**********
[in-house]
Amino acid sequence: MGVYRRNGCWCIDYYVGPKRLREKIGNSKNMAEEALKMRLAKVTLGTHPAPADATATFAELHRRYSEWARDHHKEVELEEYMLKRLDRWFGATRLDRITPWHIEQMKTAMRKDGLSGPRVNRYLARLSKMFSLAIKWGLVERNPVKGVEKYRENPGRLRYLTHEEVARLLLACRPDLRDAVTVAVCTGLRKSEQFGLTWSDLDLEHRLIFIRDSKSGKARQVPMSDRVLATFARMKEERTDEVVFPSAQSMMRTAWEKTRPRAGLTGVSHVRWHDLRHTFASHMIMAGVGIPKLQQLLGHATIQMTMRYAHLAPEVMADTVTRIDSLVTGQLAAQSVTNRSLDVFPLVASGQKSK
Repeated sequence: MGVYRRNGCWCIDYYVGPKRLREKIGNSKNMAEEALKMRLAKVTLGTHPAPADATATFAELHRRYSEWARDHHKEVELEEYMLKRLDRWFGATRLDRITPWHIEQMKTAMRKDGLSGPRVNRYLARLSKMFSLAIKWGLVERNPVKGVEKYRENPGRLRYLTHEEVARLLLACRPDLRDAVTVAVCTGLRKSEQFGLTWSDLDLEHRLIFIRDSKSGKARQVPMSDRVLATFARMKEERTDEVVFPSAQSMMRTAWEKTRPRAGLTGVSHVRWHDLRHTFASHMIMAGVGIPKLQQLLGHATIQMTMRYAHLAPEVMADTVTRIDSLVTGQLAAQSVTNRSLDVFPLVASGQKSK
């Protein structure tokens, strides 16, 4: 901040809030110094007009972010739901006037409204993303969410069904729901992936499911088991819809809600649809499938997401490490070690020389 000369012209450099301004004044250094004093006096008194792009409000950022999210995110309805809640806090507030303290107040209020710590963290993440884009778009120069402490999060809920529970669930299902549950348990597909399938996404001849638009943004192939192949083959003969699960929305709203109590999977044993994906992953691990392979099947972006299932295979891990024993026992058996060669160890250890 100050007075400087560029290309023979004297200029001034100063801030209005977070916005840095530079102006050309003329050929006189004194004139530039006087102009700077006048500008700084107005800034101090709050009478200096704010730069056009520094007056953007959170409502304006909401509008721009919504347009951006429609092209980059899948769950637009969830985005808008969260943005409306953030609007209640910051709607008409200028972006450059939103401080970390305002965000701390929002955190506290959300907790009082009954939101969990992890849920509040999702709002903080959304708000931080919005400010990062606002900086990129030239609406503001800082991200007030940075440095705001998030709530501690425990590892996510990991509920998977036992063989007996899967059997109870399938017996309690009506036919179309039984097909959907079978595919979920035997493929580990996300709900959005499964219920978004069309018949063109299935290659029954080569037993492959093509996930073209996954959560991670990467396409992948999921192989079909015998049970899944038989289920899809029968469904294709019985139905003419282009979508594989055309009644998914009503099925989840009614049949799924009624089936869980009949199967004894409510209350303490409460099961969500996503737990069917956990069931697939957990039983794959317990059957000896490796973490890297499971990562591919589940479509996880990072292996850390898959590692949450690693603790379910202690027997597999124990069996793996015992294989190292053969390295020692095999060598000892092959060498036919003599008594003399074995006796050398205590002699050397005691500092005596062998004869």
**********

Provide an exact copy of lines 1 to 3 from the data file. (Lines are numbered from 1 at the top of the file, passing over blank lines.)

[in-house]
Amino acid sequence: MGVYRRNGCWCIDYYVGPKRLREKIGNSKNMAEEALKMRLAKVTLGTHPAPADATATFAELHRRYSEWARDHHKEVELEEYMLKRLDRWFGATRLDRITPWHIEQMKTAMRKDGLSGPRVNRYLARLSKMFSLAIKWGLVERNPVKGVEKYRENPGRLRYLTHEEVARLLLACRPDLRDAVTVAVCTGLRKSEQFGLTWSDLDLEHRLIFIRDSKSGKARQVPMSDRVLATFARMKEERTDEVVFPSAQSMMRTAWEKTRPRAGLTGVSHVRWHDLRHTFASHMIMAGVGIPKLQQLLGHATIQMTMRYAHLAPEVMADTVTRIDSLVTGQLAAQSVTNRSLDVFPLVASGQKSK
Repeated sequence: MGVYRRNGCWCIDYYVGPKRLREKIGNSKNMAEEALKMRLAKVTLGTHPAPADATATFAELHRRYSEWARDHHKEVELEEYMLKRLDRWFGATRLDRITPWHIEQMKTAMRKDGLSGPRVNRYLARLSKMFSLAIKWGLVERNPVKGVEKYRENPGRLRYLTHEEVARLLLACRPDLRDAVTVAVCTGLRKSEQFGLTWSDLDLEHRLIFIRDSKSGKARQVPMSDRVLATFARMKEERTDEVVFPSAQSMMRTAWEKTRPRAGLTGVSHVRWHDLRHTFASHMIMAGVGIPKLQQLLGHATIQMTMRYAHLAPEVMADTVTRIDSLVTGQLAAQSVTNRSLDVFPLVASGQKSK